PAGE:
Two months ago, it seemed everyone in the District was passing the doors of Engine Company No. 8 in Southeast Washington -- from TV crews to Mayor Marion Barry to curious residents -- wanting to see a controversial sign that had the fire department logo emblazoned with a hog's head.
Things have quieted down since then, but the firefighters hope they will not remain quiet for long. On March 17, the sign, a tribute to the Washington Redskins during the pro football playoffs, will be raffled off, with proceeds going to charity. The firehouse is alive with a postseason burst of Redskins fever.
The 4-by-7-foot red and yellow sign, hung to show pride that the firehouse is first to respond to any emergencies at RFK Stadium, became a cause celebre when fire department officials ordered it removed from the front of the firehouse the day of the Redskins' loss to Chicago in the NFC semifinal playoff game.
It was ordered rehung after Barry, calling himself "chief booster of the Redskins," visited the station and told firefighters he would try to arrange for its continued display.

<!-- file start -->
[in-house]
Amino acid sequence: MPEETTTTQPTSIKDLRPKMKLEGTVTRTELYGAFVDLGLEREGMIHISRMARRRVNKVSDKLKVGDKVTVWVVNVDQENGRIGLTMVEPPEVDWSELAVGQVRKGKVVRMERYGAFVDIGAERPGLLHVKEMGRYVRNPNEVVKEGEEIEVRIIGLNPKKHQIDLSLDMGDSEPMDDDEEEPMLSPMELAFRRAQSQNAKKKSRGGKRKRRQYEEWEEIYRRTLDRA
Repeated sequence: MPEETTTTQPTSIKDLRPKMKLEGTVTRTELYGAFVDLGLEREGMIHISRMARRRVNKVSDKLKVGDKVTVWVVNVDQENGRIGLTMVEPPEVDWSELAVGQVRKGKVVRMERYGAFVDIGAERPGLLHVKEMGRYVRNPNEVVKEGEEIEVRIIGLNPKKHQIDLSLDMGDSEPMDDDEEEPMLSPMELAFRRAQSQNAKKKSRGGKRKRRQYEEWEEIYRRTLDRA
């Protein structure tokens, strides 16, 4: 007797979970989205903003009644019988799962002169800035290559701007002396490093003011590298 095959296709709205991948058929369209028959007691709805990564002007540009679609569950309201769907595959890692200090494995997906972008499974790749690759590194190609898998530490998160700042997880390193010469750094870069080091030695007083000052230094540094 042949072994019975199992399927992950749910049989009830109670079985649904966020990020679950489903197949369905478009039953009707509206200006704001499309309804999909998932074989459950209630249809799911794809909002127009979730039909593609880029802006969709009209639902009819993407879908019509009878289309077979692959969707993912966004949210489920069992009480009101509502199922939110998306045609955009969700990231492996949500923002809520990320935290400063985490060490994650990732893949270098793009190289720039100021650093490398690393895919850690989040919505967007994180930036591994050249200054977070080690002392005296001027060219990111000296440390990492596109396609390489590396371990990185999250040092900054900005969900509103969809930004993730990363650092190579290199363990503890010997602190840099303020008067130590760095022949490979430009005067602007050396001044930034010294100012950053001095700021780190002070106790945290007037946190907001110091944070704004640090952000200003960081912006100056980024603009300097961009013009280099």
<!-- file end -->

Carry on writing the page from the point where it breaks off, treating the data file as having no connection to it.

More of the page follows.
After the Super Bowl, the sign was banished once more, and today it sits in the Redskins' locker room, where players are autographing it before it is raffled.
Firefighters at Engine 8 have printed 50,000 raffle tickets that are available at local fire stations for $1 a piece in preparation for the St. Patrick's Day drawing at their station, 1520 C St. SE.
The raffle is "a concerted effort by firefighters to help our community," said Capt. Clifton Dowey, who also noted that many county fire departments have purchased blocks of tickets to sell.
Dowey said proceeds will be donated to the Burn Center at Washington Hospital Center, which treats about 300 burn patients a year.
Dr. Marion H. Jordan, director of the Burn Center, said he was "tickled to death that the firefighters would think of us." He said the money will be used to fund continuing research projects in such areas as antibiotic therapy and pain control using nonnarcotic medication.
The Hogettes, a group of male Redskins fans who, wearing dresses and baseball caps to which pigs' snouts and ears are attached, help raise money for charities, will be on hand for the 2 p.m. drawing. They have helped line up other prizes from Budweiser, Pepsi and the Stadium Sports Store in Wheaton, according to "Grandpaw Hogette" Ralph J. Campbell.
He said the Redskins will present an autographed football to the local firehouse that sells the most raffle tickets.
In addition to being available at firehouses, tickets can be purchased by sending a self-addressed stamped envelope and a check or money order, payable to the Washington Burn Unit Benefit, to P.O. Box 3195, Landover Hills, Md. 20784.